The introduction of George's rent collection policy together with the eventual abolition of the other kinds of taxation, thus removes these impediments from the efficient operation of our macroeconomic system. It enables the production of greater and more useful quantities of goods for consumption and investment, quickening the rate of material progress and providing more latitude for economic activity as a vital characteristic of our social behaviour. In general families would be able to enjoy the results of their labor more directly, in keeping with Isaiah's utopian ideal, Ch.65 vs.21-22:
And they shall build houses and inhabit them;
and they shall plant vineyards and eat the fruit of them.
They shall not build and another inhabit;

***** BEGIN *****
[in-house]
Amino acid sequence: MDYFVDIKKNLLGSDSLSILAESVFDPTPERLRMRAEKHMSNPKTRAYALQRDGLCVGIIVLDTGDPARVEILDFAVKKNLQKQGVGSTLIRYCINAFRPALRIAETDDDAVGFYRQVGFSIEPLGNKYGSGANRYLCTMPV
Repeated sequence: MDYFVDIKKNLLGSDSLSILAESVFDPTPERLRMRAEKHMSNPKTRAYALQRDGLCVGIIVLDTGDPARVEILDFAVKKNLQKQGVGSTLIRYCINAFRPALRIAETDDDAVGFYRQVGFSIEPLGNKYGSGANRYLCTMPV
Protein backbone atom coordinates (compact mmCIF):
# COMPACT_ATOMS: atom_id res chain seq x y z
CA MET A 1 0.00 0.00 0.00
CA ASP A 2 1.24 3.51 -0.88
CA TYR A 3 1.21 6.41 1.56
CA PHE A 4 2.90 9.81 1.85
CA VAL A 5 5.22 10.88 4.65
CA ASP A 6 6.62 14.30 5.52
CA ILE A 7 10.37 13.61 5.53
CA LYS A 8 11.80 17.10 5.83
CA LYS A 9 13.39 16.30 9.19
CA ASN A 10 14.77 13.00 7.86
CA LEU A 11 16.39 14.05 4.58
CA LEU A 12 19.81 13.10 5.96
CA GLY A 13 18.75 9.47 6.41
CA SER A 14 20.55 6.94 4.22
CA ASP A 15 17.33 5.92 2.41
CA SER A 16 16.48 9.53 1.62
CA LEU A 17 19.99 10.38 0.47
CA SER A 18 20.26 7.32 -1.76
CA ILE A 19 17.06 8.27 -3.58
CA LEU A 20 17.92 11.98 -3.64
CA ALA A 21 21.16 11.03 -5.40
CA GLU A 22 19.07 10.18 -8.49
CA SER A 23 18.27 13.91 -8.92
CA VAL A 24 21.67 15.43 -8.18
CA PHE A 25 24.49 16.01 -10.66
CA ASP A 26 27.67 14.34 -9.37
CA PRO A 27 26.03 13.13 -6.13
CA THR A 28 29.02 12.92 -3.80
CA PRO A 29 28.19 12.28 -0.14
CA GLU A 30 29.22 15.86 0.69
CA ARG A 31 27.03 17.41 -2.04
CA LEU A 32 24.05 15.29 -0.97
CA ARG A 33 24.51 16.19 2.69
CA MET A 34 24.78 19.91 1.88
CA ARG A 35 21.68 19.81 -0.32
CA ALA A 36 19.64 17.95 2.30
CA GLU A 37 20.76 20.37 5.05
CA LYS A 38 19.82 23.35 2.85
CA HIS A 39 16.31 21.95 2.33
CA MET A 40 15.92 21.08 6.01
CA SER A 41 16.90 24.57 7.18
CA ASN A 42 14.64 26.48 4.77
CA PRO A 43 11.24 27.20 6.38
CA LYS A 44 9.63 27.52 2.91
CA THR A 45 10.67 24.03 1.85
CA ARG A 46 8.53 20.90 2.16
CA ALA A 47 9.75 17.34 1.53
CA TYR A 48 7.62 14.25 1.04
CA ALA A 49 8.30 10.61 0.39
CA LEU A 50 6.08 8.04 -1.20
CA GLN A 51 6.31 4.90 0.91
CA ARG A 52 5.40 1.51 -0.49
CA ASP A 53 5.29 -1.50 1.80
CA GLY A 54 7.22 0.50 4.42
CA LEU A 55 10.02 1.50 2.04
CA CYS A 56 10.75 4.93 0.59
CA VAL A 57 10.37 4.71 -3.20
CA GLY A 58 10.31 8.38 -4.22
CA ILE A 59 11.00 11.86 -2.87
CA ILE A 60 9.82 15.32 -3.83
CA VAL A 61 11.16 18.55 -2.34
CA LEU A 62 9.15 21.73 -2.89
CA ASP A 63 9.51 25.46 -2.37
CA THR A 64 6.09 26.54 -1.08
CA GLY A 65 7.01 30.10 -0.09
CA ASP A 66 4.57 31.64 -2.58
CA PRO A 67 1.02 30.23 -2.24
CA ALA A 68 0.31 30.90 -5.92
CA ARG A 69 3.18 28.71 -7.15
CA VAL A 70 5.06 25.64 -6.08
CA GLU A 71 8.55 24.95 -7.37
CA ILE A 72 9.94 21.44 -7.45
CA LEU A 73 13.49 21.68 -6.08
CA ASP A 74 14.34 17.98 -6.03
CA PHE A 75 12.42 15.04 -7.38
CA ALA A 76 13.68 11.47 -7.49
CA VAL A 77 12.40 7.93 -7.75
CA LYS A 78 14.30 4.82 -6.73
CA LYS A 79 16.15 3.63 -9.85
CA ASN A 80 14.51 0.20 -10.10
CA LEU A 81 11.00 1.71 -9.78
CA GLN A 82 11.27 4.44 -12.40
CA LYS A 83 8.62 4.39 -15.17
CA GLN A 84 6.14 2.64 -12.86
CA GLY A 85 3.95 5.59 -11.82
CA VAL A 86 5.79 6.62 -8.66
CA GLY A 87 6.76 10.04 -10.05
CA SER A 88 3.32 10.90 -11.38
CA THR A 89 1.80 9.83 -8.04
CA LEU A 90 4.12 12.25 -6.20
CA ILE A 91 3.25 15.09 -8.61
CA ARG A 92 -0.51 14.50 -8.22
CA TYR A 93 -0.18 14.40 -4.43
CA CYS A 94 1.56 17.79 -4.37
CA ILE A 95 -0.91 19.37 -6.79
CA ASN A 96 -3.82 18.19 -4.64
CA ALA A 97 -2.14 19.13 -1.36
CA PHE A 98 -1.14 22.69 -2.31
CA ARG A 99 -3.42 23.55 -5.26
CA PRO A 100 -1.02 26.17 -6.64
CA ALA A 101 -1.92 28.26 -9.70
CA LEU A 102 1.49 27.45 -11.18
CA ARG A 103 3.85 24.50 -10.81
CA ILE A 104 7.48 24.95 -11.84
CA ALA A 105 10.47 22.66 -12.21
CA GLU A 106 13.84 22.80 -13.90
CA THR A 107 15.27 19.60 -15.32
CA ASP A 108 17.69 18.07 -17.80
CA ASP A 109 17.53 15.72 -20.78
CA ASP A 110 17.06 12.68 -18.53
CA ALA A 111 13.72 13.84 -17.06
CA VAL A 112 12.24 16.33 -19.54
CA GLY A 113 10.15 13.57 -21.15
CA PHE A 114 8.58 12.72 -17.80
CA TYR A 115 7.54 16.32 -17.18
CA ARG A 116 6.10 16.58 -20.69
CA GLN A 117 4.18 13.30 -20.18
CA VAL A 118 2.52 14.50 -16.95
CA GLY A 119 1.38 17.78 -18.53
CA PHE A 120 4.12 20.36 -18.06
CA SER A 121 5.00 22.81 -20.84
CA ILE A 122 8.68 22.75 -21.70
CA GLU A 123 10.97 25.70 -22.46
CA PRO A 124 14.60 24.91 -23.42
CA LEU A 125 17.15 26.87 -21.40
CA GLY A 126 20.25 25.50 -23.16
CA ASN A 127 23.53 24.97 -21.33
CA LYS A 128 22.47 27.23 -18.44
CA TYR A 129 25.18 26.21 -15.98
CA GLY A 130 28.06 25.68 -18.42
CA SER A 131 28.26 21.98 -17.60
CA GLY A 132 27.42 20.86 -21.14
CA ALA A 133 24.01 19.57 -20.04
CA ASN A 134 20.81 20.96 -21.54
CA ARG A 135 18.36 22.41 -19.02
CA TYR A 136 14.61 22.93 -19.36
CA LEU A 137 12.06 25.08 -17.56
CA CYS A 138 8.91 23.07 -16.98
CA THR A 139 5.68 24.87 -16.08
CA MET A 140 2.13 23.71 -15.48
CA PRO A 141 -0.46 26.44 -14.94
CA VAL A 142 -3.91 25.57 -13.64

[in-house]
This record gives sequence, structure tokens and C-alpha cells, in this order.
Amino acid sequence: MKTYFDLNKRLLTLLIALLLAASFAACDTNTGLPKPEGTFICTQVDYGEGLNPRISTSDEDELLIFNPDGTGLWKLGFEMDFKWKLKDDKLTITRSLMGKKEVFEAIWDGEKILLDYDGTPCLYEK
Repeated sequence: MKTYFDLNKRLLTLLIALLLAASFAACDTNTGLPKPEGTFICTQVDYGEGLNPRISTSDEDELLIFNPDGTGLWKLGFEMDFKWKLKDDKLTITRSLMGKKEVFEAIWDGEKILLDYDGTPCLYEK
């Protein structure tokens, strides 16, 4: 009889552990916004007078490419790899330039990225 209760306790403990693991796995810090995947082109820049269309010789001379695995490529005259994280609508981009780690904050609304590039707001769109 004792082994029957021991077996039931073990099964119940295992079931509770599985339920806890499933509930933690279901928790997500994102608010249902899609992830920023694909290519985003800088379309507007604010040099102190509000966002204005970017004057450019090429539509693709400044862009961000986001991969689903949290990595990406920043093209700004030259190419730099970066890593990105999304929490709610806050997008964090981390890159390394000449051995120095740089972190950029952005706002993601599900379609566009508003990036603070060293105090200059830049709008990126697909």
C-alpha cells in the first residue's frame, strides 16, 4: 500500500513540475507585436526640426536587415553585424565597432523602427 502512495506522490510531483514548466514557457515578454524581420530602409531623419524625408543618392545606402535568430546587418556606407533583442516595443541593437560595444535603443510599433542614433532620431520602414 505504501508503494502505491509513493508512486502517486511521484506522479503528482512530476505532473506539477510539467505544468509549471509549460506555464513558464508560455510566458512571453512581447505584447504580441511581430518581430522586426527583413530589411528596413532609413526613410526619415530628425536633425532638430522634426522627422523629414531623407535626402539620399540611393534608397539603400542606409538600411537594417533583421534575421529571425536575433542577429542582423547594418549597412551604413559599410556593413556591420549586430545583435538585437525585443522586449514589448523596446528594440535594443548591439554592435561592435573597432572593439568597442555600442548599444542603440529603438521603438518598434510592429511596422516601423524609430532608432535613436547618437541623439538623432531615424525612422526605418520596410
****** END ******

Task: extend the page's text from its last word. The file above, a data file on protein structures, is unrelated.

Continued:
they shall not plant and another eat.
As at present the economic system would still have to self-equilibrate, by an iterative series of contractual balancing actions that affect the distribution of wealth². By incorporating T.L.V., the free-market economic forces would play a larger part, with the subsequent avoidance of monopolistic control of the supply (and demand) of goods and services. Entrepreneurs would be encouraged to explore the system for useful gain and the supply of more efficient production, whilst the demand side of it would be able to function in a more natural manner without being strained by imposition of the anti-production tax framework.
This situation is the opposite of the Marxist ideal for regulating the nationwide supply of goods to the working population -- trying to meet their needs, regardless of the quantity that each is supposed to unselfishly produce and unwastefully consume³. Thus the Georgist approach denies this extreme Socialist doctrine, whilst supporting the equality of opportunity (which he regarded as economic justice), encouraging enterprise and competition.